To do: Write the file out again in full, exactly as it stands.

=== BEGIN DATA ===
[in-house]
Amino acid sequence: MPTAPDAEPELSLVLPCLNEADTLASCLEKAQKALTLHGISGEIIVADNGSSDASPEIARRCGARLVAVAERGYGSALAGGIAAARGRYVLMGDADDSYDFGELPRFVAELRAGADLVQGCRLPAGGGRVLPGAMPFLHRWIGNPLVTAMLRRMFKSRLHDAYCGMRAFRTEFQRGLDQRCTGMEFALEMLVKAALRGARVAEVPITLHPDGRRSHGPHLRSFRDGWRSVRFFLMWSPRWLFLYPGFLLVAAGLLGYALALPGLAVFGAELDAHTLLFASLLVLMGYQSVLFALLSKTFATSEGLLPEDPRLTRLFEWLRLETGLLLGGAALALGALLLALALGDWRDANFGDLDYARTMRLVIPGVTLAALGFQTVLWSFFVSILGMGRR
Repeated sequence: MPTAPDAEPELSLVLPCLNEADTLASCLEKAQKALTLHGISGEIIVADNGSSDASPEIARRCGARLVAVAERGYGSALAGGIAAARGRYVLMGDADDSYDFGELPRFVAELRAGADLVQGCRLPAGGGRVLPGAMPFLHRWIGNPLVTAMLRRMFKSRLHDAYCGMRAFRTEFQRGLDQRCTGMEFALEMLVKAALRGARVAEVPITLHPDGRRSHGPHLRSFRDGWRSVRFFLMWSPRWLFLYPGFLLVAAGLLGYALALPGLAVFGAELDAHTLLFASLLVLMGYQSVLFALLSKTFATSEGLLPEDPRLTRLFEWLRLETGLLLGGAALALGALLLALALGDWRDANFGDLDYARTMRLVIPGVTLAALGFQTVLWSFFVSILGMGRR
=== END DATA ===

[in-house]
Amino acid sequence: MPTAPDAEPELSLVLPCLNEADTLASCLEKAQKALTLHGISGEIIVADNGSSDASPEIARRCGARLVAVAERGYGSALAGGIAAARGRYVLMGDADDSYDFGELPRFVAELRAGADLVQGCRLPAGGGRVLPGAMPFLHRWIGNPLVTAMLRRMFKSRLHDAYCGMRAFRTEFQRGLDQRCTGMEFALEMLVKAALRGARVAEVPITLHPDGRRSHGPHLRSFRDGWRSVRFFLMWSPRWLFLYPGFLLVAAGLLGYALALPGLAVFGAELDAHTLLFASLLVLMGYQSVLFALLSKTFATSEGLLPEDPRLTRLFEWLRLETGLLLGGAALALGALLLALALGDWRDANFGDLDYARTMRLVIPGVTLAALGFQTVLWSFFVSILGMGRR
Repeated sequence: MPTAPDAEPELSLVLPCLNEADTLASCLEKAQKALTLHGISGEIIVADNGSSDASPEIARRCGARLVAVAERGYGSALAGGIAAARGRYVLMGDADDSYDFGELPRFVAELRAGADLVQGCRLPAGGGRVLPGAMPFLHRWIGNPLVTAMLRRMFKSRLHDAYCGMRAFRTEFQRGLDQRCTGMEFALEMLVKAALRGARVAEVPITLHPDGRRSHGPHLRSFRDGWRSVRFFLMWSPRWLFLYPGFLLVAAGLLGYALALPGLAVFGAELDAHTLLFASLLVLMGYQSVLFALLSKTFATSEGLLPEDPRLTRLFEWLRLETGLLLGGAALALGALLLALALGDWRDANFGDLDYARTMRLVIPGVTLAALGFQTVLWSFFVSILGMGRR